Say hello to one Mr. Henry Laurence Gantt, saviour of the assembly line factory and often the bane of project managers. Yes, this is the man who made the Gantt chart.
Look at him – Gantt was a dashing man, for his day. But he’d probably need a new look today, right? Trim that moustache, get a pair of fashion glasses, maybe open his collar…after all, what was in fashion one hundred years ago is no longer in fashion today.
Henry was an analytical sort of fellow. He pioneered a way of visually mapping out production lines to increase factory efficiency. By showing the workflow of the factory line, with each machine’s efficiency, a factory could locate production bottlenecks easily and fine-tune their production lines for maximum efficiency. Gantt’s charts were used for the construction of the Hoover Dam and Interstate Highway system, and in factories around the world. Gantt died in 1919, after a long career. He effected a meaningful change in planning lines of production.
The Gantt Chart: A Hundred Years Old
Then, in the 1980s, the Gantt chart arrived in project management. At first, they were great. Productivity increased, the visual component helped people understand what was going on, and the glorified bar charts kept progress, well, progressing. There was something odd about using a production line planning tool for managing people (people aren’t really machines!), but it worked well enough.
But then the world changed, as it tends to do. Global companies had teams located on different continents. Computers kept getting more powerful (your smartphone has far more computing power than the computers used to land men on the moon). Software went from simple programs to complex applications. New approaches were developed for project planning. What used to be a simple and linear was now holistic and complex.
And yet, despite all the progress and change in the business world, the Gantt chart remains the standard tool for project planning. We still plan our projects and chart our progress by listing tasks in bar charts.
Is there any other industry still using a one hundred year old productivity tool?
The Gantt Chart Is Simple. Too Simple.
Creating a Gantt chart can be done easily, with a prefabricated Gantt chart template. You can find thousands of Gantt chart templates online, for free. There is a reason those Gantt chart templates are given away for free – that is what it is worth! Like a door prize at a store or concert, the real value in a Gantt chart template is in getting you to enter a website, where you can be pitched a better and more effective project management solution.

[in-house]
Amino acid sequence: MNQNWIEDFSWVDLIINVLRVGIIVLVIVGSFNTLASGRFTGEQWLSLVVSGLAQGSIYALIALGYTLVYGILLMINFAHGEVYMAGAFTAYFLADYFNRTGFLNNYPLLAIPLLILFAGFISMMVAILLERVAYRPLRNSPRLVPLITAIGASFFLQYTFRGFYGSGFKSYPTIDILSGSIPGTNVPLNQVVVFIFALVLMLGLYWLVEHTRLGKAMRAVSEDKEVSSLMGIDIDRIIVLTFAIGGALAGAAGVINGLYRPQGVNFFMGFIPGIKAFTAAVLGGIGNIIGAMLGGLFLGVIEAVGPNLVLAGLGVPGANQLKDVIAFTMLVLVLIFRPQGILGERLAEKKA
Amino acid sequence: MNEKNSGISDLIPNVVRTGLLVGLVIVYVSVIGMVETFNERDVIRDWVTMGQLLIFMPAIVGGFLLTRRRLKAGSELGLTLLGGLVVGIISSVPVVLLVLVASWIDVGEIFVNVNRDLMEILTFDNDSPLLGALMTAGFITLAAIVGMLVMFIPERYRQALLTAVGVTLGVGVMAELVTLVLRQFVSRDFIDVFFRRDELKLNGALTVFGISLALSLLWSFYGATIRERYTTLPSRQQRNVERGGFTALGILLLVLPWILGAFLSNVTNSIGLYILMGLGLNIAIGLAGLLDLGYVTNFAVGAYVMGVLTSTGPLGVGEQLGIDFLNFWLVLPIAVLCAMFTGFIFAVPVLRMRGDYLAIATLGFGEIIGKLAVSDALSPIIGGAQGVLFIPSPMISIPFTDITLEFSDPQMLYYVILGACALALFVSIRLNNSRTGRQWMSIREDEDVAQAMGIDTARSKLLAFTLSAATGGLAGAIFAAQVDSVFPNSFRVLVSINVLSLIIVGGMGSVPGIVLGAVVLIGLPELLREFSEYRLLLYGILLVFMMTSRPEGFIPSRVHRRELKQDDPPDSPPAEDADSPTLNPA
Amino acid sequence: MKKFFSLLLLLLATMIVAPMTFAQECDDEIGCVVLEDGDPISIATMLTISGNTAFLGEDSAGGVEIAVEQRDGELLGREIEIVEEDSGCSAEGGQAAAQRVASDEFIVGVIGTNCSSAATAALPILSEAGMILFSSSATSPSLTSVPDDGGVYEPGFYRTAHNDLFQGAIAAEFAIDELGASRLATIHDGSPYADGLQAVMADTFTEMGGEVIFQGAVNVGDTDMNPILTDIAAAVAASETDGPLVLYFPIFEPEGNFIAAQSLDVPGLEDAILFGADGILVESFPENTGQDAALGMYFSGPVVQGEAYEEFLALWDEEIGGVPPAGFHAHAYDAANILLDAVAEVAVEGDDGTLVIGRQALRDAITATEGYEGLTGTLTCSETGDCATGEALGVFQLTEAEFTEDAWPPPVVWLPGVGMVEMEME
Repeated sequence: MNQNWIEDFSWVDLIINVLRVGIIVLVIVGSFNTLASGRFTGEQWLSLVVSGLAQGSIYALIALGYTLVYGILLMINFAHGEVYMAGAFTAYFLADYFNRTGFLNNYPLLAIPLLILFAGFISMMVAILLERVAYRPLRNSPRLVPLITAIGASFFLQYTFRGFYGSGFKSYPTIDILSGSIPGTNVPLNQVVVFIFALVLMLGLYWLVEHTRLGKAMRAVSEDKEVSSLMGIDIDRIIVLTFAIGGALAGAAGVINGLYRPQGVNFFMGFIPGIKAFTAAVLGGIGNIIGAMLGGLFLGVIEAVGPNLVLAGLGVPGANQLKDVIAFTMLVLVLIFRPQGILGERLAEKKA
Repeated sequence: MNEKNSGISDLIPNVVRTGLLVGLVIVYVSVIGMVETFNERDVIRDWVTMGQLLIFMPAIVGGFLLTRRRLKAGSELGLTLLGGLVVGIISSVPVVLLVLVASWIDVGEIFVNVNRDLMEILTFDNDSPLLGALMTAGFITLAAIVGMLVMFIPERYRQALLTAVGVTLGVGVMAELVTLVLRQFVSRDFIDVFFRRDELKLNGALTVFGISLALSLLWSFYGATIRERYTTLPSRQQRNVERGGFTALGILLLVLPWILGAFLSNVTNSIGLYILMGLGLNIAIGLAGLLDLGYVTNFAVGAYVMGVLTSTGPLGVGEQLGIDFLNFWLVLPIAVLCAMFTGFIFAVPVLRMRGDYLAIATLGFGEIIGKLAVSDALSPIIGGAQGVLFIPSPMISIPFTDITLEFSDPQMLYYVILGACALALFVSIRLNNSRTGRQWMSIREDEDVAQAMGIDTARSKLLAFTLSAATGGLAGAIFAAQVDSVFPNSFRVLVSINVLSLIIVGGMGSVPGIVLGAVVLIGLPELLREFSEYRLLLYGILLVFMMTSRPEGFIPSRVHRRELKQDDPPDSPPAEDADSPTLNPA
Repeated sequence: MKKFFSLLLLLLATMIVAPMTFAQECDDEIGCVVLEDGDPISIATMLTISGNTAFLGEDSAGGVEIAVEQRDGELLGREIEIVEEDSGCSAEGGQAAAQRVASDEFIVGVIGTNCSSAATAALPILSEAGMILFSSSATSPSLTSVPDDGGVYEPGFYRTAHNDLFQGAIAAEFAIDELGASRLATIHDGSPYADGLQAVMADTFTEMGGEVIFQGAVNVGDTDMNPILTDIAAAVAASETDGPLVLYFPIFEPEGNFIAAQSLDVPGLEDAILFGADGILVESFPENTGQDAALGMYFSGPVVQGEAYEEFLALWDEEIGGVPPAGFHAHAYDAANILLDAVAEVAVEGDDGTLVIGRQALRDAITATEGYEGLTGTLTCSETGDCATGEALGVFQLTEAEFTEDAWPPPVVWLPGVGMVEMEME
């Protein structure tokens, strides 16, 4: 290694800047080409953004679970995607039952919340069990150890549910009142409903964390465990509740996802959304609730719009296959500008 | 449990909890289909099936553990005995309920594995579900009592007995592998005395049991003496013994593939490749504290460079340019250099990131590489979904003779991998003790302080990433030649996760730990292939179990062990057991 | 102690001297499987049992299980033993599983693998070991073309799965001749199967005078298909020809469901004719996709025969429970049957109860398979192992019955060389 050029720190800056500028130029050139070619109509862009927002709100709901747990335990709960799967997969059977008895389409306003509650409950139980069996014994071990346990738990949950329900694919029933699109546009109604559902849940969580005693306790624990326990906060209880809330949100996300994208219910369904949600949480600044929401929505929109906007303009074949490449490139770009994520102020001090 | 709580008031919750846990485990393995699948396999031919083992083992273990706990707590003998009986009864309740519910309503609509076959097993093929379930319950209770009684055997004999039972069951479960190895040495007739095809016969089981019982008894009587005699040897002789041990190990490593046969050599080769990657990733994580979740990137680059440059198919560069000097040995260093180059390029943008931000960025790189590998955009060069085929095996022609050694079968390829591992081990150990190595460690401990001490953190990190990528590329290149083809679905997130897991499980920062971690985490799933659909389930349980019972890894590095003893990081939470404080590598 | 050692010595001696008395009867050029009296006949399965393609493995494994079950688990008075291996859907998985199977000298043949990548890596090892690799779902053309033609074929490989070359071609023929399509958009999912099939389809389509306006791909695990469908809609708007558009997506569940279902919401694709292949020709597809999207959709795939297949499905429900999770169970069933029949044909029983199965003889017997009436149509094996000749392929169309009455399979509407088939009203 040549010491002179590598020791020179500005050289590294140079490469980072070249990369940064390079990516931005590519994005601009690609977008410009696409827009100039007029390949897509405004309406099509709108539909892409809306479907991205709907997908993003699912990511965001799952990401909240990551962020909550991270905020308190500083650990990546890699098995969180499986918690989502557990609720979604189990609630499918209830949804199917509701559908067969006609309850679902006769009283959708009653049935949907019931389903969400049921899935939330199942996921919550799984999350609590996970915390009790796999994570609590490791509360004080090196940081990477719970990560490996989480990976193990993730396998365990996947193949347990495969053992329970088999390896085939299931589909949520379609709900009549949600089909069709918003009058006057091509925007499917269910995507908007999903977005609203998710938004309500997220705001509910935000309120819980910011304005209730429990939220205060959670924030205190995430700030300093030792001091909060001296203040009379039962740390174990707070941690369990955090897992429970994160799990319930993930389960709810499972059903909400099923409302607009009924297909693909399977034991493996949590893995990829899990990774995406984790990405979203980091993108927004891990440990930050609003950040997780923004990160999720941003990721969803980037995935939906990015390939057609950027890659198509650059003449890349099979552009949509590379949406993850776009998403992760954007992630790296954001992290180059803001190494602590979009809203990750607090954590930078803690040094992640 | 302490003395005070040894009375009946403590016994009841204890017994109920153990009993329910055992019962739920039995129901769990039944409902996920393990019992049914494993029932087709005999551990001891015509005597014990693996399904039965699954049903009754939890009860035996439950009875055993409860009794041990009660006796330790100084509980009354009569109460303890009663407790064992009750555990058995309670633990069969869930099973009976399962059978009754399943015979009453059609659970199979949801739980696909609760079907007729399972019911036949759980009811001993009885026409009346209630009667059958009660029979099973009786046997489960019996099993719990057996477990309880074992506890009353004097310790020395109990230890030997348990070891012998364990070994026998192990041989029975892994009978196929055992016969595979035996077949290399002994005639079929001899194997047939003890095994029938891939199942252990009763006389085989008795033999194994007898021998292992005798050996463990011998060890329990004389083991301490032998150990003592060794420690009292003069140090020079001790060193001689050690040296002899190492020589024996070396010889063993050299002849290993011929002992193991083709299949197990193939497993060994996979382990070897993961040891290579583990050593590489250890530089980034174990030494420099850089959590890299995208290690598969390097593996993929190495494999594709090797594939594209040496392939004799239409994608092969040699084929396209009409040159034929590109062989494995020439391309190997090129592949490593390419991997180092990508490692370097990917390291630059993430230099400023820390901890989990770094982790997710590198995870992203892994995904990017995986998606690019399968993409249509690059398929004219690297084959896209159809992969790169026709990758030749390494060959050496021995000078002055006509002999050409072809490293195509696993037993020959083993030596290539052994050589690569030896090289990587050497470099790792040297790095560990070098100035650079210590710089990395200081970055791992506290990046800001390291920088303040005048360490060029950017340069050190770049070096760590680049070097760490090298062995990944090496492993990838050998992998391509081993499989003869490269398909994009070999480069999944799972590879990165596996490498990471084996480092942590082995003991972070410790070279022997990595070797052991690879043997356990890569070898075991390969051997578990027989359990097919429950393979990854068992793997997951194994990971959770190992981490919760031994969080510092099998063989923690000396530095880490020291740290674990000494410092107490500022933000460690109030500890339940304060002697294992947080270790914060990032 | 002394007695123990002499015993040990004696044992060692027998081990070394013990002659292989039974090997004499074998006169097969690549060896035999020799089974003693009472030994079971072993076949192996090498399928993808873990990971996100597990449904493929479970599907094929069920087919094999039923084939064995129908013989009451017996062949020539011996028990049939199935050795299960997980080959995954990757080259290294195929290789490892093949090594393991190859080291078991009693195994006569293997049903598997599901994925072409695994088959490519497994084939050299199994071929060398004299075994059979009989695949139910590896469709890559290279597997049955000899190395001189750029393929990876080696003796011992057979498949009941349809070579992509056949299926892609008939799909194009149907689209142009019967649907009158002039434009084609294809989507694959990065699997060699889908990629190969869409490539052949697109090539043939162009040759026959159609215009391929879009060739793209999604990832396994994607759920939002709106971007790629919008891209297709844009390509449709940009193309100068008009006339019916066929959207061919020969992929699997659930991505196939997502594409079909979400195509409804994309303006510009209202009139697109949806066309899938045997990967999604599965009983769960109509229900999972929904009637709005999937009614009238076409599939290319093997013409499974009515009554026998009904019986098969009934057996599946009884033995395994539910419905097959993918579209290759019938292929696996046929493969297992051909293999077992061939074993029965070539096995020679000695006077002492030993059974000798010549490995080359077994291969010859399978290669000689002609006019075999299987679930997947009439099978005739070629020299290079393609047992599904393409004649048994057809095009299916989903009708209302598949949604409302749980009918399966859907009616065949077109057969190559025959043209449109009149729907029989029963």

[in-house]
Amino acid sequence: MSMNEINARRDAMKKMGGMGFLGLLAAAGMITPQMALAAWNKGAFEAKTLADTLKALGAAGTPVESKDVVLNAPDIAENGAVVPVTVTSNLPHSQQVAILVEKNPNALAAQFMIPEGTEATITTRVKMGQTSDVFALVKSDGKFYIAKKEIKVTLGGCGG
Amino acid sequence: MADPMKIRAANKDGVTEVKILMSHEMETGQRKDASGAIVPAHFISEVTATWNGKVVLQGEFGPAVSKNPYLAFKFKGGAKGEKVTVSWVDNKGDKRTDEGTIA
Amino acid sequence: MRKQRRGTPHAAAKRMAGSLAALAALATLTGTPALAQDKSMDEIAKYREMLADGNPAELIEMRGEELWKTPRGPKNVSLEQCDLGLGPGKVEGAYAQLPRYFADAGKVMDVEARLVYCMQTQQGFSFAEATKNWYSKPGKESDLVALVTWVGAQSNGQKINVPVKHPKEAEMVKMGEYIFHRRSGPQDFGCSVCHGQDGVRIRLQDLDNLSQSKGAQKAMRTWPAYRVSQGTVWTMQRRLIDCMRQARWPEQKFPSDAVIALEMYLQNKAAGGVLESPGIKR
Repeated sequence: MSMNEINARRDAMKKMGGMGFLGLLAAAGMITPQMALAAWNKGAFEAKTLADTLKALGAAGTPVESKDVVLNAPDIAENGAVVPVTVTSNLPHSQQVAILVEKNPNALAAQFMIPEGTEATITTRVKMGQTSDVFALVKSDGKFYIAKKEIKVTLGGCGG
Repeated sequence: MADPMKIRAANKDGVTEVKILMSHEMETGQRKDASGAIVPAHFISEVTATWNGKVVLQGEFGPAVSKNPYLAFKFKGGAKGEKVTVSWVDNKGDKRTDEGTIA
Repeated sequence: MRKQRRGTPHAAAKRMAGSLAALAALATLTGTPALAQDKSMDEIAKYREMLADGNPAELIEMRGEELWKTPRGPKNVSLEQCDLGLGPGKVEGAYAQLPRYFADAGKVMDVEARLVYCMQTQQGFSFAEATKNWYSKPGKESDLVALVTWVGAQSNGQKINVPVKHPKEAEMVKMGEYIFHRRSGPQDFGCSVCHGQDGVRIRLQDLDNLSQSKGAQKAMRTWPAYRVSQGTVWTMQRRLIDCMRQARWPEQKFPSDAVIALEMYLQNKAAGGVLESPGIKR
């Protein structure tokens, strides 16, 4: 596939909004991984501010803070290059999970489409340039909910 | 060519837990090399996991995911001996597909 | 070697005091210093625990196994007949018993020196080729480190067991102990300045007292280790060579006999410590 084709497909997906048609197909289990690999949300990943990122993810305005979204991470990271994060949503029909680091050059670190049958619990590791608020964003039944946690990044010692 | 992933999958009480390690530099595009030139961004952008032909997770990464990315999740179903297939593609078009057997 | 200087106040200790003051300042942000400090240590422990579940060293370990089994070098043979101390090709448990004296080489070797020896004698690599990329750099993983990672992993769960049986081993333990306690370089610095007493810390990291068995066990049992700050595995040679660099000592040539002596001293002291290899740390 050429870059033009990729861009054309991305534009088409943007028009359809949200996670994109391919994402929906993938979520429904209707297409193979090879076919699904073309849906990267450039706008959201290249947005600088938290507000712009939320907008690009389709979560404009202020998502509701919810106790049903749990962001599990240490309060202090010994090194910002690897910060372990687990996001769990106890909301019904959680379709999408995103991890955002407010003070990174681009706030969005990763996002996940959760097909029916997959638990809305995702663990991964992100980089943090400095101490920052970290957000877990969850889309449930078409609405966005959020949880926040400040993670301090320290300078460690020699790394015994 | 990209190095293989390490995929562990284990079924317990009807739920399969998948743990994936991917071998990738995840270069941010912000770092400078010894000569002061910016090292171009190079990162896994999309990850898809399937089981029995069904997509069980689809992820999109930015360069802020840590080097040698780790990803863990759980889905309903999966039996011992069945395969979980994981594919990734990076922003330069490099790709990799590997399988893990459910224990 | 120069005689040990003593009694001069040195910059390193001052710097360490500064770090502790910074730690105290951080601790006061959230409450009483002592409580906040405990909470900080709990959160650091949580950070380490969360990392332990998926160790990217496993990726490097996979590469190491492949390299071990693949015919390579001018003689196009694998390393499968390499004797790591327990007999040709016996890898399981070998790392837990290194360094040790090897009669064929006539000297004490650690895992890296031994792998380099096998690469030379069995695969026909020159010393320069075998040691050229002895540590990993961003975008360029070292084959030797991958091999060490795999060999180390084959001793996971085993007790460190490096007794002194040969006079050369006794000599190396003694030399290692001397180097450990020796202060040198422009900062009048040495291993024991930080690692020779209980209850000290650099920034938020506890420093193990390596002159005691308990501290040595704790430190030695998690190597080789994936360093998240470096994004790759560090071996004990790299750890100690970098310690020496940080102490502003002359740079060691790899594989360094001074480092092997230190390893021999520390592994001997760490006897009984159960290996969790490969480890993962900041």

The Gantt chart is a simple tool, meant for simple processes. At its best, a Gantt chart is a task schedule presented as a bar chart. Have you ever seen a complex project plan presented in a Gantt chart? It’s nearly impossible to understand. For starters, there is a scale problem – the longer the time frame of the project, the longer the Gantt chart will be…and the more difficult it becomes to see the project as a whole. The best you can do is locate an individual task as a marker, and try to scroll around from there.
The Modern Work Environment
The modern work environment is far more complex than the automated assembly lines of a hundred years ago. It is more complex than building a big dam or highway. Project goals are multilayered. Projects stretch out over years, with multiple moving parts and sectors. The Gantt chart simply doesn’t work for such complex projects.
Agile project management incorporates cross-functional teams, and increasingly utilizes a flow-to-work strategy that takes team capacity and applies it to the task that needs it most. Gantt charts are useless for plotting this kind of workflow. Truth be told, Gantt charts are nearly useless for plotting ANY kind of workflow. That’s why task management tools stay away from the Gantt, and use a Kanban board instead. It is no accident that workflow tools use different timelines. Project planning requires a timeline, but managing the project seems to work better without it.
From Idea to Reality
Imagine a new movie. The movie pitch gets approved: now the studio now has to assign writers, camera crews, lighting designers, set builders, actors, stunt performers, marketers, special effects designers, directors, producers, directors, and who knows who else.
Actors need to be screen tested and signed. Film locations need to be scouted, booked, and planned. Editing crews sitting in ten different offices have to splice together the movie, along with a director who is on location. Marketing teams have to built in each country the movie will be released. There are media bookings to promote the movie. Flights need to be coordinated. There are even riders for each actor, down to the food in their trailers.